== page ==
Mitigation Measures May Survive Expired Approval
The First District Court of Appeal ruled that the California Department of Forestry (CDF) improperly approved an exemption for harvesting less than three acres of timber where previous timber harvesting plans included mitigation measures prohibiting tree-cutting in the proposed area.
Even though the previous approvals had expired, the court in Katzeff v. California Department of Forestry and Fire Protection, filed January 28, 2010, concluded that the adopted mitigation measures could not be deleted without determining the continuing need for the mitigation.
CDF approved a Timber Harvest Plan (THP) for the property in 1988 and again in 1998. Wind studies prepared for the project showed cutting trees in certain areas of the property would funnel and accelerate storm winds on the southeast corner, creating the potential for damage to the adjacent home and property. Both THP approvals included mitigation measures prohibiting tree removal within 200 feet of the neighboring home without the neighbor’s prior approval. THPs are generally valid for three years. In 2008, the property owner requested a one-time conversion exemption under the Forest Practice Act to harvest up to three acres of timber for conversion to a non-timber use. The exemption area encroached into the wind buffer; however, CDF approved the exemption as a ministerial action without any apparent consideration of the previously adopted mitigation measures.
The court first reviewed the Forest Practice Act as a comprehensive system for regulating timber harvesting through CDF approval of Timber Harvest Plans. Noting that preparation of THPs is the functional equivalent of preparation of an EIR under CEQA, CDF may impose mitigation measures on THP approvals.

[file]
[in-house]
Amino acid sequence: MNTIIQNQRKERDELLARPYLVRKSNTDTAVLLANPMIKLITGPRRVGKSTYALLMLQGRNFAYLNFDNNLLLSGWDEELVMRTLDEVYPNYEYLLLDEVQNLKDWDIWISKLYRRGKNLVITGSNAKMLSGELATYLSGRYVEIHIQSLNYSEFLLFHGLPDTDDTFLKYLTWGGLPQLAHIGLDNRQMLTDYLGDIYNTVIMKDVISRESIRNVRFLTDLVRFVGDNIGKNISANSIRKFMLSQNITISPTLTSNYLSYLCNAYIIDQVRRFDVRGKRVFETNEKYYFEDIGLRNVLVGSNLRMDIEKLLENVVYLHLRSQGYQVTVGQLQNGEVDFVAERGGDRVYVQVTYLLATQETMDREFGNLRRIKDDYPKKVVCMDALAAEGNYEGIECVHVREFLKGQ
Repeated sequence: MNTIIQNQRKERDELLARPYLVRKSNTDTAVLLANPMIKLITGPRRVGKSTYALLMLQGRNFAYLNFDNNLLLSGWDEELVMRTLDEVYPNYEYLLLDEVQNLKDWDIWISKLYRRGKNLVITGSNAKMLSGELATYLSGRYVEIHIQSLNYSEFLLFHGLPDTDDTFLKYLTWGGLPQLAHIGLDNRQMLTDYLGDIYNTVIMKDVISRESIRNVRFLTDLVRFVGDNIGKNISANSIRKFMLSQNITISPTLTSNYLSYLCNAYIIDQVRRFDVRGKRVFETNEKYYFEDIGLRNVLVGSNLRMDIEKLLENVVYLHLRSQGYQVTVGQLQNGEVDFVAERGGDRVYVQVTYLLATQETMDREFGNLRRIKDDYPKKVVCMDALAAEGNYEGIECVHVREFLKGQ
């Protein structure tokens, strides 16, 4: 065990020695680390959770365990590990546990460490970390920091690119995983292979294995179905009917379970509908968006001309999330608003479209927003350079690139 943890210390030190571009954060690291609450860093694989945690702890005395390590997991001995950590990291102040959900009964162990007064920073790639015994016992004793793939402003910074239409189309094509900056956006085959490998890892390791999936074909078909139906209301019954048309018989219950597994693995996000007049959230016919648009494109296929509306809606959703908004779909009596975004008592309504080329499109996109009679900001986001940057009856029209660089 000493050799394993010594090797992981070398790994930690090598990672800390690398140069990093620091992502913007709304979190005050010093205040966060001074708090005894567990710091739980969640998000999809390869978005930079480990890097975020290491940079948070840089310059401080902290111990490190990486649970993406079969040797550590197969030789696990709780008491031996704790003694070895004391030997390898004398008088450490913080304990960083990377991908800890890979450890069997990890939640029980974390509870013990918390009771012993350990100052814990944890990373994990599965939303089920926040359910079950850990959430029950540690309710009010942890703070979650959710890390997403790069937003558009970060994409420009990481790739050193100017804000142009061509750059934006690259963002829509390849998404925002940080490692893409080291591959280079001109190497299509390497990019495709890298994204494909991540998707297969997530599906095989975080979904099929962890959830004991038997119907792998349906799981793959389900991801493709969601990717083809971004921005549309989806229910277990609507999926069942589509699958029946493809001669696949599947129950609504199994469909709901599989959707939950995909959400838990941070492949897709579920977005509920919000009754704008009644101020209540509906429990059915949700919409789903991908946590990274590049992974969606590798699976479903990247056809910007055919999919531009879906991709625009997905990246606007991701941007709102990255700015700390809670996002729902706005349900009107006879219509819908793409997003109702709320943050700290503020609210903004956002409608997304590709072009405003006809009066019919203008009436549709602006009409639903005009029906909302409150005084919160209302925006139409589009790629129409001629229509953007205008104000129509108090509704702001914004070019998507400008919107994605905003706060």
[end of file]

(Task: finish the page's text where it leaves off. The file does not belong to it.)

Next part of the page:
The court then addressed the challenger’s claim that approval of the exemption was analogous to impermissibly piecemealing a project by chopping it into smaller pieces to avoid considering impacts of the project as a whole. The court discussed the Orinda Assn. v. Board of Supervisors piecemealing case and agreed that the applicant could not avoid environmental review of the larger project by securing a separate ministerial permit, particularly where “the permit would undo the protective effects of conditions imposed on a project’s approval.” Addressing expiration of the previously approved THPs, the court noted further that the adopted mitigation was not nullified by the passage of time. The wind buffer in this case was required in order to protect the neighbor from the effects of timber harvesting whether the legal right to harvest had expired or not.
Finally, the court clarified that adopted mitigation measures are not binding forever. An agency may amend or even delete mitigations, but only after “reviewing the continuing need for the mitigation, stating a good reason for its action, and supporting it with substantial evidence.”
For ministerial or discretionary projects with prior approvals, this case counsels careful consideration of whether mitigation measures were adopted with the prior approval and whether the need for such mitigation measures continues. Any consideration of modifying or deleting adopted mitigations should be documented in the record and should be supported by substantial evidence explaining and justifying the action.
This case also provides a useful discussion of ministerial elements that may be included in an otherwise discretionary application under CEQA’s “whole of the action” principles. For a good discussion of a related element that was found not to be within the “whole of the action”, see last year’s Planning and Conservation League v. Castaic Lake Water Agency (2009) 180 Cal.App.4th 210. That case analyzed a water transfer and found that it had “independent utility” and was not within the ambit of a related but separate program of comprehensive water contracts.
For more information about the Katzeff v. California Department of Forestry and Fire Protection case, CEQA or other land use matters, please contact our attorneys at 800.464.3559.